Earlier this month, J. Michael Haynie, Ph.D., vice chancellor for strategic initiatives and innovation and executive director of the D’Aniello Institute for Veterans and Military Families, was appointed by United States Secretary of Veterans Affairs Denis McDonough to serve on…
Positive Military-Connected Student Experience Rooted in Community and Collaboration
Sharon Otasowie L’21 is a proud College of Law alumna. Her experience as an Air Force ROTC JAG (Judge Advocate General Corps) cadet at the University prepared her well for her first assignment as an Air Force JAG officer.
Now stationed at Cannon Air Force Base in New Mexico, Otasowie was born in Nigeria and raised in southern California. She appreciates how the College of Law was people-oriented and didn’t foster an overcompetitive culture.
“At Syracuse, everybody wanted to be there to help you,” she says. “Professors were so approachable and helpful, and I was getting the best I could to succeed.”
Otasowie was already heading for the College of Law before applying to the JAG program. As part of the application process, Otasowie was asked why she was sure she wanted to join the military. Even though she had family members in the Army and Navy, she only considered the Air Force and was drawn to all of it.
“When I looked into it, I could see the Air Force have a high standard for themselves,” she says. “It’s about our mission and making sure that our people are good. I really love helping people.”
Otasowie had a positive military-connected student experience at the College of Law, rooted in the spirit of community and collaboration. She’s grateful she had the opportunity to participate in ROTC, because rather than getting a full immersion, Otosowie could do a little bit at a time. She didn’t have the pressure to have to get it all right at once.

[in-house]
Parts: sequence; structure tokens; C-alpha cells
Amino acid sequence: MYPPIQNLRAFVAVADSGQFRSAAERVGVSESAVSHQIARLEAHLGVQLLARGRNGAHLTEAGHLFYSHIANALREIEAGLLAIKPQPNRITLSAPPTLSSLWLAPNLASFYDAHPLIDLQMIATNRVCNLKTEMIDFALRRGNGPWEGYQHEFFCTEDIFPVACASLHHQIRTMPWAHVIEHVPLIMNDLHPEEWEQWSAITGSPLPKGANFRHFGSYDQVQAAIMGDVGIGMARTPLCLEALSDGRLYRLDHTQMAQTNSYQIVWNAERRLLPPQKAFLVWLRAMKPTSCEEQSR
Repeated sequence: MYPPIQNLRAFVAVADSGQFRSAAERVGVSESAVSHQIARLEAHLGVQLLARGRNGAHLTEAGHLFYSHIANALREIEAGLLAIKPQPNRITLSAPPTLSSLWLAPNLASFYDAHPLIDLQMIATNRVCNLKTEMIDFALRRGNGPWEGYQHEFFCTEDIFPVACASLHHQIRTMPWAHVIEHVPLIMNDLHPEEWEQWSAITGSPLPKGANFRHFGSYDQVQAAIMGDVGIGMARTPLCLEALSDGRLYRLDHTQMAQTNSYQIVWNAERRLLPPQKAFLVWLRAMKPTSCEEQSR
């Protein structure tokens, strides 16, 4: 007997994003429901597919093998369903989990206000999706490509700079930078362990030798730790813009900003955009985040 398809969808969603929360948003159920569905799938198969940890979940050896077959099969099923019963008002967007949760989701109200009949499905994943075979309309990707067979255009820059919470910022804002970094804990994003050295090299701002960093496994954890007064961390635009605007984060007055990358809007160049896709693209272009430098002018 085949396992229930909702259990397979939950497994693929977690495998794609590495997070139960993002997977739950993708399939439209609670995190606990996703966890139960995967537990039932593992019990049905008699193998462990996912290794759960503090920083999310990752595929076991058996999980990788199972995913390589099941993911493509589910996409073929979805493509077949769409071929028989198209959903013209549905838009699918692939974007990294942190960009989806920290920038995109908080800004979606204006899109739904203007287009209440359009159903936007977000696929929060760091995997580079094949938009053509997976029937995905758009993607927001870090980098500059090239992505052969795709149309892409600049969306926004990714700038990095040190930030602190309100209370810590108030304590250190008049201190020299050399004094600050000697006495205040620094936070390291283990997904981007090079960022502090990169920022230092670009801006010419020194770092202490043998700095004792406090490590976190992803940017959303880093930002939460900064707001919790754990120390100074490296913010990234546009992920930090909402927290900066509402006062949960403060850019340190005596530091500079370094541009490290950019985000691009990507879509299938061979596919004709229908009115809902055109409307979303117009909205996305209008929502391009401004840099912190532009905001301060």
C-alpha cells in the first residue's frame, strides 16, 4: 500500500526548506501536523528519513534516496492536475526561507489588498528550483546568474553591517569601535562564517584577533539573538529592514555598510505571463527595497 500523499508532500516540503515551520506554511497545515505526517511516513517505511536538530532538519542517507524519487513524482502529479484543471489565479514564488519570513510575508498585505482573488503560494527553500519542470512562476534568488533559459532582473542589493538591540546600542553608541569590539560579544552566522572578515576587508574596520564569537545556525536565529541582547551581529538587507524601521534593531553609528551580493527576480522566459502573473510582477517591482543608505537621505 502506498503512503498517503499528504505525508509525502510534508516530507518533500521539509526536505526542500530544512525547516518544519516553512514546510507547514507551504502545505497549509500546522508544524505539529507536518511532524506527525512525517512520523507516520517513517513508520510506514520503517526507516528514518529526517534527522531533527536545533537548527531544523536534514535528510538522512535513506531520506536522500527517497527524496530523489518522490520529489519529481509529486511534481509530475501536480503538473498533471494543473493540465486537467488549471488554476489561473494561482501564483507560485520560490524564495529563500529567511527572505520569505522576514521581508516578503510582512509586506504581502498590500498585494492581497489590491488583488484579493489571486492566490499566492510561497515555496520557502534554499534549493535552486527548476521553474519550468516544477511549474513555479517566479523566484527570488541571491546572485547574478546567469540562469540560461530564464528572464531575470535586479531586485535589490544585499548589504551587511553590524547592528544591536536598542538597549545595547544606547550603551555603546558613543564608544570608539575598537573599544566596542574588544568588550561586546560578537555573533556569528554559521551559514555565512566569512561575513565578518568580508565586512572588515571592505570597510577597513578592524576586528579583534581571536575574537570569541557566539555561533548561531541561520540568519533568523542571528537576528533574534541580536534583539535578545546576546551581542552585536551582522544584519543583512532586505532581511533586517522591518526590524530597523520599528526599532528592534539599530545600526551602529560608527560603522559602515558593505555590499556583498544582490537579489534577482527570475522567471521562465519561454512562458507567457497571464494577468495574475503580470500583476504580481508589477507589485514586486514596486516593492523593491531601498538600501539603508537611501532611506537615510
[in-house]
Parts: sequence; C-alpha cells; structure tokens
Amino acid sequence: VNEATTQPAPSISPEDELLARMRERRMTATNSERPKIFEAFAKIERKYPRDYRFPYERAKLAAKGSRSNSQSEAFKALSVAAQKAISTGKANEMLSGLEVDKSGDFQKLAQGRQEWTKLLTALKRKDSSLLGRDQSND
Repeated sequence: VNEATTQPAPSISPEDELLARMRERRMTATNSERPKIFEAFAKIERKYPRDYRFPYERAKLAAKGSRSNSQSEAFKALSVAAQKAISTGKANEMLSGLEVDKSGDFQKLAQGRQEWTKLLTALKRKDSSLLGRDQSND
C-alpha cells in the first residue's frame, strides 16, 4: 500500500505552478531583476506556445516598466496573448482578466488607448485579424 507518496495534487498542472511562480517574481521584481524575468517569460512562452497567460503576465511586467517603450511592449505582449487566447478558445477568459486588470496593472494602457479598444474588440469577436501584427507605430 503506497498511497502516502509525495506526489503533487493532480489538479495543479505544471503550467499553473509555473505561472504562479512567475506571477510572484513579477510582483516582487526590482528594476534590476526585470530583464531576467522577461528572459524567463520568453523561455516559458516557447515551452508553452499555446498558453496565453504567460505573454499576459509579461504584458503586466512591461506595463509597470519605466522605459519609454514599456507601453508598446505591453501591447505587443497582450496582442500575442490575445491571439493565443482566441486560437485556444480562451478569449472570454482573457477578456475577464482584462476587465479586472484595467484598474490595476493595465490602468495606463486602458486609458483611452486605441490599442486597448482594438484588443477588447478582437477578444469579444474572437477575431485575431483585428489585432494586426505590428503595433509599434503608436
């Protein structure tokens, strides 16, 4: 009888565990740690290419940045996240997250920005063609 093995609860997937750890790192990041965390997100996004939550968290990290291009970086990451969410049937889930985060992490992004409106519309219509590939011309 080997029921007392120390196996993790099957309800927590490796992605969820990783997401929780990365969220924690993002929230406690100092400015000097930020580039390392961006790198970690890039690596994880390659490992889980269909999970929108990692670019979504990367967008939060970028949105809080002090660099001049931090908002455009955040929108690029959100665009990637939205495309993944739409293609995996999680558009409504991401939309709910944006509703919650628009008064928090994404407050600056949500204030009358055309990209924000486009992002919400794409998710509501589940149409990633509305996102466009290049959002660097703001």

“It was a lot like drinking water from a fire hose, but only for a few hours each week, and I always felt supported,” she says.
She credits an incredibly encouraging team with helping her learn how to do the military part of her job. Otasowie had to learn in two years what most cadets cover in four. Major David Stebbins, operations flight commander and recruiting flight commander, Air Force Reserve Officer Training Corps (AFROTC), Tami Johnson, Ph.D., assistant professor, and Lt. Col. Tim Kimbrough, former head of the Air Force ROTC at Syracuse University, all helped her get acclimated and caught up. They covered everything from how to salute and wear a uniform to knowing all the movements.
“I feel like I did not know a thing about the military. I couldn’t salute. I didn’t even know what the rank system was,” she says. “They were all there to help me figure out how to be an officer and they all wanted me to succeed.”
Now that she’s had some time to put her academic and military lessons to use outside the classroom, Otasowie continues to experience support, collaboration and kindness as a first lieutenant at Cannon Air Force Base. She feels like she’s part of a familial community where people really do care and want her to do well. She’s still learning in an environment where people see each other as colleagues instead of competition, and nobody is trying to tear anybody down.
“Everyone I’ve met in the Air Force is genuinely kind. They’re all normal people, it’s not all, ‘yes sir, no sir.’ Instead, it’s, ‘what do you think,’ and ‘how can we help you?’” she says. “I love it every single day. I’m genuinely excited every day because there’s always something different and the work matters.”
For example, she recently asked a colonel if she had a few minutes for some questions, and ended up talking with her for a few hours. What’s more, she connected her to other information and resources that would continue to be helpful. She emailed a base in Japan to ask about a document they created and, instead of giving her extra hurdles to clear, they took the time to help her track it down.
Otasowie continues to pay that collegial spirit back to the College of Law and her AFROTC classmates. She keeps in touch to offer encouragement, as she knows that they’re learning about upcoming assignments soon, which can be stressful. She’s also glad to share some assurance and perspective she gained since graduation: “Everybody says it’s what you make of it, and it’s so true.”